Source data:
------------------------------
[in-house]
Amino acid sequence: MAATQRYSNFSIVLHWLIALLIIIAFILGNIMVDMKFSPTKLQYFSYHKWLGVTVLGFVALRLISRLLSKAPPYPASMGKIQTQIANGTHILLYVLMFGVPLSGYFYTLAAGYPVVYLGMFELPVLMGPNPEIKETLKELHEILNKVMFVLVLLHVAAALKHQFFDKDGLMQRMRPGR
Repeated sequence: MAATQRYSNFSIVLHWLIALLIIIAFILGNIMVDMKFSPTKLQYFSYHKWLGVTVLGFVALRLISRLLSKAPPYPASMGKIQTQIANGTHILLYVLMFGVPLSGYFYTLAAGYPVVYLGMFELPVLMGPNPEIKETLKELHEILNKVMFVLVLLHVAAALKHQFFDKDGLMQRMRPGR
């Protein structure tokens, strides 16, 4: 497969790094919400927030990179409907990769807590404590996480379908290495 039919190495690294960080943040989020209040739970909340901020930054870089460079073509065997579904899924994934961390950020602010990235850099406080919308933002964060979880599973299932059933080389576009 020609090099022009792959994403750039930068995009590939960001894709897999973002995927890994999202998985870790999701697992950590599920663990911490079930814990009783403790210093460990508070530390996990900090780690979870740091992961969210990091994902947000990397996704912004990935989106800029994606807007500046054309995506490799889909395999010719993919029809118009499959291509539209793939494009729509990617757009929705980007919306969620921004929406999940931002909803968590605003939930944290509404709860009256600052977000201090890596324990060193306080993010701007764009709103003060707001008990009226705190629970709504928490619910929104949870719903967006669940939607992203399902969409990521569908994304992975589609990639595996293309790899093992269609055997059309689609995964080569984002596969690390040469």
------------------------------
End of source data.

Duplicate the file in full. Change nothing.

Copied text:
[in-house]
Amino acid sequence: MAATQRYSNFSIVLHWLIALLIIIAFILGNIMVDMKFSPTKLQYFSYHKWLGVTVLGFVALRLISRLLSKAPPYPASMGKIQTQIANGTHILLYVLMFGVPLSGYFYTLAAGYPVVYLGMFELPVLMGPNPEIKETLKELHEILNKVMFVLVLLHVAAALKHQFFDKDGLMQRMRPGR
Repeated sequence: MAATQRYSNFSIVLHWLIALLIIIAFILGNIMVDMKFSPTKLQYFSYHKWLGVTVLGFVALRLISRLLSKAPPYPASMGKIQTQIANGTHILLYVLMFGVPLSGYFYTLAAGYPVVYLGMFELPVLMGPNPEIKETLKELHEILNKVMFVLVLLHVAAALKHQFFDKDGLMQRMRPGR
């Protein structure tokens, strides 16, 4: 497969790094919400927030990179409907990769807590404590996480379908290495 039919190495690294960080943040989020209040739970909340901020930054870089460079073509065997579904899924994934961390950020602010990235850099406080919308933002964060979880599973299932059933080389576009 020609090099022009792959994403750039930068995009590939960001894709897999973002995927890994999202998985870790999701697992950590599920663990911490079930814990009783403790210093460990508070530390996990900090780690979870740091992961969210990091994902947000990397996704912004990935989106800029994606807007500046054309995506490799889909395999010719993919029809118009499959291509539209793939494009729509990617757009929705980007919306969620921004929406999940931002909803968590605003939930944290509404709860009256600052977000201090890596324990060193306080993010701007764009709103003060707001008990009226705190629970709504928490619910929104949870719903967006669940939607992203399902969409990521569908994304992975589609990639595996293309790899093992269609055997059309689609995964080569984002596969690390040469």